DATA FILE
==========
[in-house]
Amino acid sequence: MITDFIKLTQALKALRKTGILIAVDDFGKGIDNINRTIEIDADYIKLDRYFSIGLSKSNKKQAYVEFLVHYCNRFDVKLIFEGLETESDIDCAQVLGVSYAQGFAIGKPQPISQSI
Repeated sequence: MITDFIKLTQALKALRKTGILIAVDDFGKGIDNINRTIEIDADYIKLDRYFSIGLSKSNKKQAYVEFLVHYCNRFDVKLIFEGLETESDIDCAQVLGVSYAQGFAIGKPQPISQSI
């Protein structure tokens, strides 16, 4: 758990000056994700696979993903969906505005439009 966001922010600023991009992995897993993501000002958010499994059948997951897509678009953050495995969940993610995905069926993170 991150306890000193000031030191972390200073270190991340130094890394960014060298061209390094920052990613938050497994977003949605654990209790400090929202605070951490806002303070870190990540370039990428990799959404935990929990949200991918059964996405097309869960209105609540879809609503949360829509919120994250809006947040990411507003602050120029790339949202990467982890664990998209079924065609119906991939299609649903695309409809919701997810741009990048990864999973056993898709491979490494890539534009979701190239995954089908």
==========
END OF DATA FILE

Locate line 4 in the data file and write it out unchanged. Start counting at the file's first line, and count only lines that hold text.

């Protein structure tokens, strides 16, 4: 758990000056994700696979993903969906505005439009 966001922010600023991009992995897993993501000002958010499994059948997951897509678009953050495995969940993610995905069926993170 991150306890000193000031030191972390200073270190991340130094890394960014060298061209390094920052990613938050497994977003949605654990209790400090929202605070951490806002303070870190990540370039990428990799959404935990929990949200991918059964996405097309869960209105609540879809609503949360829509919120994250809006947040990411507003602050120029790339949202990467982890664990998209079924065609119906991939299609649903695309409809919701997810741009990048990864999973056993898709491979490494890539534009979701190239995954089908």